Nicolas Roche: 'The team has faith in me as leader for this Tour and I feel the guys are really behind me'
Published 02/07/2011 | 05:00
The week before the Tour de France seems to get more hectic and stressful every year, with barely a minute to relax. This week, I've been in three different countries in 36 hours and sometimes it's hard to remember what day it is, never mind what country I'm in.
For me, the chaos started around 5.0 last Friday evening when I left Varese for a trip home for the national championships. Coinciding with one of the busiest holiday weekends in Italy, the weekend got off to a bad start when my girlfriend Chiara and I got stuck in traffic on the motorway on the way to Bergamo airport.
We were so late when we got there that while I dragged my bike and bags to the check in, Chiara rushed to park the car. The airport carpark was full, so she had to drive back out of the airport to the long-term car park, but that was full too. With only about half an hour to boarding, she ended up just abandoning the car at the back of the airport and walking for about 15 minutes back to me.
One of the last couples on to the plane, we only made it to Dublin because our flight was delayed and didn't arrive until near midnight. But at least we weren't as bad as my cousin Daniel (Martin). His flight from Girona was delayed too and he didn't arrive until about 1.30am.
As usual, my Nana's house in Dundrum was full to the rafters and Dan's Mam and Dad took up their by-now-familiar position on the couch in the sitting room. I live alone in Italy, so when I come back home, it's great to see everyone again and it makes you realise you have a lot of support at home and a lot of people willing you to do well.
After a short spin with my cousin Eric, Uncle Peter and my dad's former masseur Paul Tansey the next morning, I spent a couple of hours around Avoca and Powerscourt gardens on Saturday afternoon.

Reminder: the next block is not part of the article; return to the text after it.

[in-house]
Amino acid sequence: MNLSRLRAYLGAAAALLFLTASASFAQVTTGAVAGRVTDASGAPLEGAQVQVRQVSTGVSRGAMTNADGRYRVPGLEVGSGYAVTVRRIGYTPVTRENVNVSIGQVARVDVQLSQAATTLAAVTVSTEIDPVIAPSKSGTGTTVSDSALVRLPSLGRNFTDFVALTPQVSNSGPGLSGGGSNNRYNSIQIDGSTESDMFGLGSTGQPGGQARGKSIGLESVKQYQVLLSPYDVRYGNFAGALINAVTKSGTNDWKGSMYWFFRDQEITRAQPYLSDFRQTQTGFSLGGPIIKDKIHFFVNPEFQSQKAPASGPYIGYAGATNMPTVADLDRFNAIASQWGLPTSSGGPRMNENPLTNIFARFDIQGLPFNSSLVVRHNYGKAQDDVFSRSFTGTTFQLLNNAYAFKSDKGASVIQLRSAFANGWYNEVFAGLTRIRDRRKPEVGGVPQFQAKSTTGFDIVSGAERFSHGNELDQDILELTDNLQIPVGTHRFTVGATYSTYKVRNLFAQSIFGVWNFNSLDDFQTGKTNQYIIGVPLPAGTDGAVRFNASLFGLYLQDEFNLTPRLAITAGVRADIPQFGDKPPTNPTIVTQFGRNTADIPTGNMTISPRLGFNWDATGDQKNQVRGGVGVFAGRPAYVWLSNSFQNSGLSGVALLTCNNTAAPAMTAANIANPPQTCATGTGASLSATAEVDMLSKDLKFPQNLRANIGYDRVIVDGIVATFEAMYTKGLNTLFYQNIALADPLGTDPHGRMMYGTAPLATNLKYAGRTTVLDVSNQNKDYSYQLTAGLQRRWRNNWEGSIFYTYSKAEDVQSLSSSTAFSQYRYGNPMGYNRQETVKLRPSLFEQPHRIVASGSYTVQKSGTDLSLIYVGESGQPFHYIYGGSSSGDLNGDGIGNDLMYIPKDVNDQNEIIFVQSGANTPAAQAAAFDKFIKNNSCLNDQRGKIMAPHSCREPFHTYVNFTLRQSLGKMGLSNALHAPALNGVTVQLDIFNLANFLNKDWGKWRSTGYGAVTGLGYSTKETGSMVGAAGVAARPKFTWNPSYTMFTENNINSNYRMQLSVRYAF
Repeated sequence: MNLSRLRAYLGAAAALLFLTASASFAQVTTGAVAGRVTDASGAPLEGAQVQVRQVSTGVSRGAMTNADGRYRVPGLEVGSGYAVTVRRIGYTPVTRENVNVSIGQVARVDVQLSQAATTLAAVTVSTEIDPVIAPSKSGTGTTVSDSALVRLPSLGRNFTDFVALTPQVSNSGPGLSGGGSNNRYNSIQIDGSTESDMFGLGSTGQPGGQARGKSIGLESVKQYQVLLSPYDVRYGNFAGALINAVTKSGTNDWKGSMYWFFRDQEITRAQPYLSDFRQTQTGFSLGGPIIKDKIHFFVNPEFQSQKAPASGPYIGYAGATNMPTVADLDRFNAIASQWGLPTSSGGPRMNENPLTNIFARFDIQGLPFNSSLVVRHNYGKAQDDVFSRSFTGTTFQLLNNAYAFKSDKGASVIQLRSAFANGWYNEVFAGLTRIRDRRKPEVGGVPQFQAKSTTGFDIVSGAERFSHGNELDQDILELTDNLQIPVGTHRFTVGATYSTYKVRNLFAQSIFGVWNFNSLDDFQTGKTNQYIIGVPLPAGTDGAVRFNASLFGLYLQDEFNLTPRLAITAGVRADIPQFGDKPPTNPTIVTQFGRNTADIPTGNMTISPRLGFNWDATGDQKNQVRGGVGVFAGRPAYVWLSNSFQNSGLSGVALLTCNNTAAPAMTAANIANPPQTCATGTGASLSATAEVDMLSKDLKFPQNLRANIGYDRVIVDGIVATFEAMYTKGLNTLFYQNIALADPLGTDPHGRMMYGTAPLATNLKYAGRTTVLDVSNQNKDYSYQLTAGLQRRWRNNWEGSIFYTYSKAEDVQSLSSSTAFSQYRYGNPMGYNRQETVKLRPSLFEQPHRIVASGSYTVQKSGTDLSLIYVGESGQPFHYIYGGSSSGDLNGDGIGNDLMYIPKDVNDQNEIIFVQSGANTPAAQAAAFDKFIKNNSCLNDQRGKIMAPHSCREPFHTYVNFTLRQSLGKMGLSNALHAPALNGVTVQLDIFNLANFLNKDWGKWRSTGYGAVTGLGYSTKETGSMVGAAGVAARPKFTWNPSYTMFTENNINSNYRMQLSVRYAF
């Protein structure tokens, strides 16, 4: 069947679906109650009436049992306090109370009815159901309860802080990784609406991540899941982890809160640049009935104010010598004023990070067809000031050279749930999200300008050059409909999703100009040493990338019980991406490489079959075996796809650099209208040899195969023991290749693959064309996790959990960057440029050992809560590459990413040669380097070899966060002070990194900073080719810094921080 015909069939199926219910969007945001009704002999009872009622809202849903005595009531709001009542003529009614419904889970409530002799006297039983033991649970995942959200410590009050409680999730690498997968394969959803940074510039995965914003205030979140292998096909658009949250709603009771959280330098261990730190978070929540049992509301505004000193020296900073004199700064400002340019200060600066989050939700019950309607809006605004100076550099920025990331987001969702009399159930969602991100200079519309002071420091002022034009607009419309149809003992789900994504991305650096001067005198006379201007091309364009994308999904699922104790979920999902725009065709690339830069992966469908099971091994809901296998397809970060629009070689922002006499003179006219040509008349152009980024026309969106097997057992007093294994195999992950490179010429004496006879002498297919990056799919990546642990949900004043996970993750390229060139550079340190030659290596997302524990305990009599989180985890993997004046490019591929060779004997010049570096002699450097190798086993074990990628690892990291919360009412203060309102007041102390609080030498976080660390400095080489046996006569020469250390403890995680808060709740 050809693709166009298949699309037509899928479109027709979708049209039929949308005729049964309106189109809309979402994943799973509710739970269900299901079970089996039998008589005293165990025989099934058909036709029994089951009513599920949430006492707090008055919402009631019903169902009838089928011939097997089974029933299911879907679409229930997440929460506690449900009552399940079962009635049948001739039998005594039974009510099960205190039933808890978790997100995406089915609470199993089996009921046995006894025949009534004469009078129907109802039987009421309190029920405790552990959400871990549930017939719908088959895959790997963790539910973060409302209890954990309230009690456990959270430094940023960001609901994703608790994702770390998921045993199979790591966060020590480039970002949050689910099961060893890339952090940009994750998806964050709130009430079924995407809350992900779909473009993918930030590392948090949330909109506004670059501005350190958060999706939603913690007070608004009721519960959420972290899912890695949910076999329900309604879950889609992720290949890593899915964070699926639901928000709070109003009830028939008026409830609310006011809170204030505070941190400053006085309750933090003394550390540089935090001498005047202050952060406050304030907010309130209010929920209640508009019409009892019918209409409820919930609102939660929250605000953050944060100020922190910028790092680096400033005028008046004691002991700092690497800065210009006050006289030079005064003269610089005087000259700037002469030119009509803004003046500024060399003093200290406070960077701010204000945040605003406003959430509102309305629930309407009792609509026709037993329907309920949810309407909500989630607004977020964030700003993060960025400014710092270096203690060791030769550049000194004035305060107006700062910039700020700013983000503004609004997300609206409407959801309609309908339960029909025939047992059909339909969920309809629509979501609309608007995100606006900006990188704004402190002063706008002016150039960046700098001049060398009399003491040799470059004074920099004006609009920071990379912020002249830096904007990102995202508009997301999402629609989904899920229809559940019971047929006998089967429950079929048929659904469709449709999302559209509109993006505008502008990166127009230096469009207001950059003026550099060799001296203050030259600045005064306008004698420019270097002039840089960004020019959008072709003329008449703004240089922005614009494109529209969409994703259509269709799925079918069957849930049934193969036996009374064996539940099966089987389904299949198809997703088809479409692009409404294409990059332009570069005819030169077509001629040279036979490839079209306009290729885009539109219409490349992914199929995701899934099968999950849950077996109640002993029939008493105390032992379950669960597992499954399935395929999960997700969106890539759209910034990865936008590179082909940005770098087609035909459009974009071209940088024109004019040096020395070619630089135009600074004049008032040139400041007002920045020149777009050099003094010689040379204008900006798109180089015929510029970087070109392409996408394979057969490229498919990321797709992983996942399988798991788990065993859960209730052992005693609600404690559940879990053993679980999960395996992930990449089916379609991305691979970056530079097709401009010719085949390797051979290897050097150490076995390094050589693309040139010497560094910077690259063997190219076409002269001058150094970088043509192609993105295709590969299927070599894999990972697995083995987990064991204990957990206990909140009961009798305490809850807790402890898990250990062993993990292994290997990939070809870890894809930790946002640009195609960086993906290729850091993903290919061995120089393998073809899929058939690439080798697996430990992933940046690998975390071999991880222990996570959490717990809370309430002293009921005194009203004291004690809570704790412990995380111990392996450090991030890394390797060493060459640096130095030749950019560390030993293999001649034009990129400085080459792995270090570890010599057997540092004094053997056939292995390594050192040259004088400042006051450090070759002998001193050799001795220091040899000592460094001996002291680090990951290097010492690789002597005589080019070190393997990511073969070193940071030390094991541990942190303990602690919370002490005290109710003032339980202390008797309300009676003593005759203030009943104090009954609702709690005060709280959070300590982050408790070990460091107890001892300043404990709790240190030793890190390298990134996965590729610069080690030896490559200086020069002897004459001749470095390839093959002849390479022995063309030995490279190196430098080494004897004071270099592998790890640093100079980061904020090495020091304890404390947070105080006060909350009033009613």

Having lunch with Chiara and my Aunt Pamela, just relaxing and enjoying the surroundings on a beautiful sunny day, reminded me why it's my favourite place to go when I get home. Chiara and I hardly got 10 minutes together for the three days I was home, so this was my favourite part of the trip.
Sunday's title race didn't exactly go to plan for myself or Dan. We both made it into the race-winning breakaway group of nine, but I ended up fourth and Dan was only beaten in a photo finish by defending champion Matt Brammeier of HTC highroad.
It was my first race back after a crash in the Criterium du Dauphine had left me looking like something you'd see hanging in a butchers window. Battered and bruised, I had cuts running literally from my shin to my finger tips and they're only beginning to heal now. I needed an operation to repair a hole in my elbow and two stitches in my chin. Having banged my head off a concrete road bollard I was in a daze for almost three days afterwards and had to take five days off the bike because I could hardly walk.
When Daniel went clear the last time up Slieve Beagh, I was missing a bit of race rhythm. As he was followed by Matt Brammeier, being seventh wheel out of seven when they jumped wasn't going to make it any easier on me. Although I was closing the gap on them by the top of the climb, I had three An Post guys on my wheel waiting to pounce. Not wanting to drag them across to Dan, I sat up and told them to ride. They tried to bring them back, but as soon as they ran out of steam, David McCann attacked and stayed clear for bronze.
I remember former pro Mark Scanlon saying that winning the nationals and getting to wear the shamrock jersey for a year was like having a target on your back in the pro races, but I think it's important for the Irish jersey to be seen in the big pro races and was disappointed not to be able to wear it in this year's Tour. The nationals though, were a perfect exercise to finish off my pre-Tour preparation.
With photo shoots, interviews and meetings arranged, my three days at home weren't just hectic for me, but everybody around me. My Nana's house was overrun with bikes and paraphernalia and everyone was busy ferrying me around all weekend. My sister Christel bought an apartment in Dublin recently, but I was so busy that I didn't even have time to go and look at it. I felt like I spent the whole weekend running around and even managed to do a quick interview at McDonalds in Dublin airport on the way home.